Recently, the U.S. Copts Association reported on the shooting of several Copts that took place shortly after the Eastern Orthodox Christmas prayers on Jan. 7. (To this day, they utilize the Coptic/Alexandrian Calendar.) Muslim radicals managed to kill six people and wound nine others. However, does the Egyptian government warrant any blame? After reading this report (along with most of the reports stemming from the U.S. Copts Association and its many cognates), one is in danger of walking away with a sense that the government and people of Egypt are looking to do all that is possible to disrupt the lives of its Coptic minority.I personally attended the last Eastern Orthodox Christmas prayers, which turned out to be the largest gathering of people I witnessed throughout the entirety of my stay. The church was abuzz with activity as throngs of worshippers streamed in and out of the church, allowing a chance for everyone to pray and witness the service. Given that this event took place at the largest church in Egypt, one can imagine the scale of the event. The liturgy was televised and continued for several hours.

After a half-hour of standing in the back of the crowded church, I headed outside to look around the surrounding streets. It was pitch black, but a cavalcade of worshippers still surrounded the church, itching to get in. There were no security forces to speak of, and the rest of the city was relatively quiet compared to the church’s immediate vicinity. You might imagine what this large, noisy, expected, and unprotected gathering of Copts could elicit from the people of Egypt.

However, there was not so much as a single protest, let alone any acts of unadulterated violence. This display of tolerance on the part of Egypt’s government and its population suggests that the antagonism toward Copts traditionally attributed to the non-Christian majority is, in fact, only limited to certain radical groups.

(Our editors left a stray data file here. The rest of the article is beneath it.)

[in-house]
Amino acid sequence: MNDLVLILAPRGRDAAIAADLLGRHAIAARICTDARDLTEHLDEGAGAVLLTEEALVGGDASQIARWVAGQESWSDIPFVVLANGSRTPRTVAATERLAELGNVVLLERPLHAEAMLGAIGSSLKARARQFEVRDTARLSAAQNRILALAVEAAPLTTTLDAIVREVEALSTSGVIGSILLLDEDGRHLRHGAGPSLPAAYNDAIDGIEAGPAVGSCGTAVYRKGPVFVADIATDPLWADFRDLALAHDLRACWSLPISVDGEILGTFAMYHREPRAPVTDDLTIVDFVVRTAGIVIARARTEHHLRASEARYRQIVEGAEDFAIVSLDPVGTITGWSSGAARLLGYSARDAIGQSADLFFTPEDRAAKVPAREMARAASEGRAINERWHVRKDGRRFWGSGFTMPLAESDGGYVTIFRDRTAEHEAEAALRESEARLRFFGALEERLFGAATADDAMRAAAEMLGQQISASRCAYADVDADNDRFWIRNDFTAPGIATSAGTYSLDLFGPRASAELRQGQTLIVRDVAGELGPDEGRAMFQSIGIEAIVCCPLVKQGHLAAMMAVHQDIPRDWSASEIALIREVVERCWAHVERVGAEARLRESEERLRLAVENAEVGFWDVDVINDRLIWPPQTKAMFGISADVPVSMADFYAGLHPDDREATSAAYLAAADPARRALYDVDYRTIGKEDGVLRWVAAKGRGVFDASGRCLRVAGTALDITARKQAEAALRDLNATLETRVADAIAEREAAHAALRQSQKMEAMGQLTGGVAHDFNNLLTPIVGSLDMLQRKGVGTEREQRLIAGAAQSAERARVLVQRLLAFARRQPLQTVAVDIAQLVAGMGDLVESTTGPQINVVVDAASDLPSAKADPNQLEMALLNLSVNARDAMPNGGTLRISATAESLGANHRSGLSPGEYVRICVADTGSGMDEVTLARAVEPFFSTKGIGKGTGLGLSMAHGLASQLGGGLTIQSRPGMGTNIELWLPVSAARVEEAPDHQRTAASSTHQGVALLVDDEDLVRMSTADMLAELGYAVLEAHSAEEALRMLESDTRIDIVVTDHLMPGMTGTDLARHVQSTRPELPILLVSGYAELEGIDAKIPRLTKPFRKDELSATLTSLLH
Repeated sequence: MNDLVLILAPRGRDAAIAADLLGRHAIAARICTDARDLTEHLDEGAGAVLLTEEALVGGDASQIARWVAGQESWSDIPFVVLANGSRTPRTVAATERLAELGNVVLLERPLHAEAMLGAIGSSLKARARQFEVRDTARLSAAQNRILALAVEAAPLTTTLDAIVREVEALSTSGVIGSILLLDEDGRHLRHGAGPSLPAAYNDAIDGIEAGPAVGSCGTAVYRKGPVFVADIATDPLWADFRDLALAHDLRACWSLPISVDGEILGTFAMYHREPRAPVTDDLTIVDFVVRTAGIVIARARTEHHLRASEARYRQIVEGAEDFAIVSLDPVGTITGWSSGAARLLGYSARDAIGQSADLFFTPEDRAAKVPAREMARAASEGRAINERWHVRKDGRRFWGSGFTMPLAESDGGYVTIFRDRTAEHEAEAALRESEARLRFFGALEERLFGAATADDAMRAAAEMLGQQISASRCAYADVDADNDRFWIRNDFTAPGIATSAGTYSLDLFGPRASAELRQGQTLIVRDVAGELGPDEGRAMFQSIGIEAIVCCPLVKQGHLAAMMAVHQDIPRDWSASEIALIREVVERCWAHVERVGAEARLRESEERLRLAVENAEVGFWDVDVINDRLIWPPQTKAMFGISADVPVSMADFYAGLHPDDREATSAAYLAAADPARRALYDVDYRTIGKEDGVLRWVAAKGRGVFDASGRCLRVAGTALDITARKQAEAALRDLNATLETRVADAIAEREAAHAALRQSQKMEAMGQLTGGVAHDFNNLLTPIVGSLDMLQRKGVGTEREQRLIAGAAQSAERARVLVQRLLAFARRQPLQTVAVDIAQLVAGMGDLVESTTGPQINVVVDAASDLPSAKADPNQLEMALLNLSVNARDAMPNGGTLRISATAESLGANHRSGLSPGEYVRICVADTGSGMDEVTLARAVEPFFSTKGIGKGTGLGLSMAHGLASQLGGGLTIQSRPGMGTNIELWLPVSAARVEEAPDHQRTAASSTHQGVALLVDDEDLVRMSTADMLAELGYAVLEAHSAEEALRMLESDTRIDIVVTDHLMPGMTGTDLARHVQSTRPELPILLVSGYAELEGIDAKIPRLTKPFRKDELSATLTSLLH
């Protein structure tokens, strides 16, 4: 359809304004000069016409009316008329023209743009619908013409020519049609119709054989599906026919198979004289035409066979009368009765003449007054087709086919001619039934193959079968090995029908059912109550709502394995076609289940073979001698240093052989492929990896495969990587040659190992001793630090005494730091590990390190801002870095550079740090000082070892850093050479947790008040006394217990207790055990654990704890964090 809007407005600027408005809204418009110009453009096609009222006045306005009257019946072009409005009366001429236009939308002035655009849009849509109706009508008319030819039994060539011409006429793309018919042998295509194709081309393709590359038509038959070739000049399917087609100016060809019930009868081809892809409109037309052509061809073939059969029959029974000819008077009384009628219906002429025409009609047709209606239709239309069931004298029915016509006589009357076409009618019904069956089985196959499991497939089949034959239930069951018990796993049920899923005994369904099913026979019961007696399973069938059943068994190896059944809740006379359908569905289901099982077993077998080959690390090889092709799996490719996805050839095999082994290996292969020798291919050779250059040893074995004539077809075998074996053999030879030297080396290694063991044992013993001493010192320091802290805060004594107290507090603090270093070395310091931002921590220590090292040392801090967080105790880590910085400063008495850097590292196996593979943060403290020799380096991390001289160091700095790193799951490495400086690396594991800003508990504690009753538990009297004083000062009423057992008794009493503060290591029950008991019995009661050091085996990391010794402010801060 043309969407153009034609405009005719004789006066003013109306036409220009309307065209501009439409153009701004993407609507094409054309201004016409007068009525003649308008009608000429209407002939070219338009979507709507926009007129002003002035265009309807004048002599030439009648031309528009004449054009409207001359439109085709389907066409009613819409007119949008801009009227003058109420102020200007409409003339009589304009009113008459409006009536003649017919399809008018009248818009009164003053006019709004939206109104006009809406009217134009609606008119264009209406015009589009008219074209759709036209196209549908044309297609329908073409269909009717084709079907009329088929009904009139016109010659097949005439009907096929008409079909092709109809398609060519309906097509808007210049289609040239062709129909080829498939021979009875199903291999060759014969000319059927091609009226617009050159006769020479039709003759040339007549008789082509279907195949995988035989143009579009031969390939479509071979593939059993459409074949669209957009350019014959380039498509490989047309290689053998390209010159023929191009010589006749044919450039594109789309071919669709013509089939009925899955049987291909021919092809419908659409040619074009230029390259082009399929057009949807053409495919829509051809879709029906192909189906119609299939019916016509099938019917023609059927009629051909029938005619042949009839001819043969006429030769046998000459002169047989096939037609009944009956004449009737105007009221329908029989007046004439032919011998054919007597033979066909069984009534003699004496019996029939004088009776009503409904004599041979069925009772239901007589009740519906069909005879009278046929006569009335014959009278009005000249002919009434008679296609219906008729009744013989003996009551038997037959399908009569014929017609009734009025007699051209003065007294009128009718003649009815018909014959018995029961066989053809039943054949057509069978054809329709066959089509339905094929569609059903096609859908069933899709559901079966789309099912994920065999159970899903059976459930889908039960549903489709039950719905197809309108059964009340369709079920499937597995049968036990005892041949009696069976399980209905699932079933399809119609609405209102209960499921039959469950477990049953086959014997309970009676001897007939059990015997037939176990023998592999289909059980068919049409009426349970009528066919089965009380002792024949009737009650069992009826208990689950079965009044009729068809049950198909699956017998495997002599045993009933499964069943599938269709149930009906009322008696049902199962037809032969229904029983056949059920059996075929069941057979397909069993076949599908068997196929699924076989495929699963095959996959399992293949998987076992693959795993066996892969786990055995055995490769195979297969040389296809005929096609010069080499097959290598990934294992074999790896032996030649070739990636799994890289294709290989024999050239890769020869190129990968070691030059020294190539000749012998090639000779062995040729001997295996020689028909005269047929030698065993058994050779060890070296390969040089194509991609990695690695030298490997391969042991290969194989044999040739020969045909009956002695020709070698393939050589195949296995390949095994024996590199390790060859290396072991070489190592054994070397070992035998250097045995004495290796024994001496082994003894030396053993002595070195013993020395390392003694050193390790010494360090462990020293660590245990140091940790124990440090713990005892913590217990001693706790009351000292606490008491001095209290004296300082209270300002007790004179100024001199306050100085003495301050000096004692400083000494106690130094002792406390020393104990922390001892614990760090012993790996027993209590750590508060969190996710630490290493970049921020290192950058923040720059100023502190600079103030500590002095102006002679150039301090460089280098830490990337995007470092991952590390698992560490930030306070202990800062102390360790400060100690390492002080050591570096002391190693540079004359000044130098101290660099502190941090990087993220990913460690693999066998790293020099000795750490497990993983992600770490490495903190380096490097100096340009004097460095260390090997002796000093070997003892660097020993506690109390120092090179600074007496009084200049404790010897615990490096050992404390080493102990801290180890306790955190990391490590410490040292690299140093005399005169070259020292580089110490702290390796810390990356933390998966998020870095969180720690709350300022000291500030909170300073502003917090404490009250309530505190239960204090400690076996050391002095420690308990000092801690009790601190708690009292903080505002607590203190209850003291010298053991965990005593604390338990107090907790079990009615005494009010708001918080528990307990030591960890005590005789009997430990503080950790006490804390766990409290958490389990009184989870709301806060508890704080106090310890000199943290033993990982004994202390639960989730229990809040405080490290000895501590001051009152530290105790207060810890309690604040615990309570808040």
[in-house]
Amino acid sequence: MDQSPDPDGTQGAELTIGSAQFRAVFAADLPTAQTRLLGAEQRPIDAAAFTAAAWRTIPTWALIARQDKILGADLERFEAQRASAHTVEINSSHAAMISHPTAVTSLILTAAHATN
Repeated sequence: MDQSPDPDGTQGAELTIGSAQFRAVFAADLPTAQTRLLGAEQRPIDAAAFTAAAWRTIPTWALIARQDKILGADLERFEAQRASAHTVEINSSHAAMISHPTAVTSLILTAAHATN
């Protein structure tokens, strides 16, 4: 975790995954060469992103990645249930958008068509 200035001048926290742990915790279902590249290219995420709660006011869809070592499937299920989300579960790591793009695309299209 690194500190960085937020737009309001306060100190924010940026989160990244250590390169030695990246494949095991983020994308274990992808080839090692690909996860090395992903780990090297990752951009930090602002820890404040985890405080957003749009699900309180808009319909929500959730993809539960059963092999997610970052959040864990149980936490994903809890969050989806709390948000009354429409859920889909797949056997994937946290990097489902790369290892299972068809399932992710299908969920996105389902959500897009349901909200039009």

Several Copts were killed later that evening, but such a grotesque act cannot be seen as representative of the will of the Muslim majority. Sweeping mischaracterizations of this nature are both insidious and thoughtless.

Have the Copts and the Muslims of Egypt endured troubled relations for many years? Certainly. However, the extremity of the actions of certain groups should not be allowed to contribute to our overall perception. Does the government wish to forcibly convert the Copts via I.D. cards, or do they regard it as inconsequential bureaucracy that they need not change?

We should not do ourselves the disservice of overlooking government contributions to Coptic life. Beyond their direct fiscal contributions to churches, cathedrals, and neighborhoods, the fact that countless Coptic monasteries are allowed to occupy a considerable amount of Egyptian land is a telling example of how the outcries of the U.S. Copts Association, Coptic American Friendship Association, and others are largely exaggerated.

The problems that the Coptic minority of Egypt has encountered should not be understated; the I.D. cards are certainly a problem, and a cultural stigma does exist. However, the sweeping generalizations utilized by groups like the U.S. Copts Association should be seen for what they are.

The Claremont Graduate University and its theology program (along with many other Claremont programs) deserve praise, as they allow one to see beyond the widespread rhetoric and to experience the reality of life for the Egyptian Copts.

Facebook Comments

Leave a Reply